People change people. It’s not our beliefs, opinions, or feelings but rather who we are and how we connect with others that makes all the difference. The ways that we […]
People change people. It’s not our beliefs, opinions, or feelings but rather who we are and how we connect with others that makes all the difference. The ways that we approach conversations dictates the outcomes of those conversations. The more purposeful the intention, the more likely an expected outcome will be achieve. Centralizing conversation and genuine dialogue as the context through which you approach others is something truly profound. There is a massive distinction between calling people out, and calling them in to conversation. Social justice is about the benevolent potency of the latter.
“Let me never fall into the vulgar mistake of dreaming that I am persecuted whenever I am contradicted” Ralph Waldo Emerson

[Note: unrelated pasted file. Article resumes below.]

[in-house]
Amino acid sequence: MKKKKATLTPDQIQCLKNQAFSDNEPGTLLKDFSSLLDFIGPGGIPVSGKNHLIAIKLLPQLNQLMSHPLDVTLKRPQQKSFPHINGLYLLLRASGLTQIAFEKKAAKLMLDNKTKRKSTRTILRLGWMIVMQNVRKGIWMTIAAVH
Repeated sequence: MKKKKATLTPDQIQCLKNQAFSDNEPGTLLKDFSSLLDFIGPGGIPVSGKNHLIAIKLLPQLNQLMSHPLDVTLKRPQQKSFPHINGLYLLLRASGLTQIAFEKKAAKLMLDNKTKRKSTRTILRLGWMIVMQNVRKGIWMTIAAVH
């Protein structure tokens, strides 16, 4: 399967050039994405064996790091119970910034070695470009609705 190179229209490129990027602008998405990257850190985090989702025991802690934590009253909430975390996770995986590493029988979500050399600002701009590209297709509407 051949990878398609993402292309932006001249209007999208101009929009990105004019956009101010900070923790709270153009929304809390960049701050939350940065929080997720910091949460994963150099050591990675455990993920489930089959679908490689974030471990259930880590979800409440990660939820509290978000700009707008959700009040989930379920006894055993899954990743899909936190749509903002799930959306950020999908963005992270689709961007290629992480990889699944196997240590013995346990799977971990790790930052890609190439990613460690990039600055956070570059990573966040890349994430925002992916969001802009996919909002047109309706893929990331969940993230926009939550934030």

We live in comparatively the most progressive day and age. We have come a long way, and yet we still have so far to go. More and more we hear this dichotomy of arguments for celebration of diversity, equity, and inclusion being directly opposed to this notion of a censored, politically correct, hypersensitive, coddled societal culture. While each of the extremes have their shortcomings, the true message is being missed. It’s not that people are more sensitive now than ever before but rather they have the knowledge and means to address issues, statements, and actions that have always been hurtful. Plainly put, we know better or have the resources now to be able to do so. The mistreatment and marginalization of people with minoritized identities was wrong, is wrong, and will continue to be wrong. Many a conflict has risen of the denial of the humanity of one another. It is that refusal to value the humanity of others that allows so many of the heinous ways we treat people to occur. That’s the purpose of inclusive language, and attempts to empower those who have been historically been disenfranchised in a multitude of tangible and intangible ways – to recognize the humanity of others.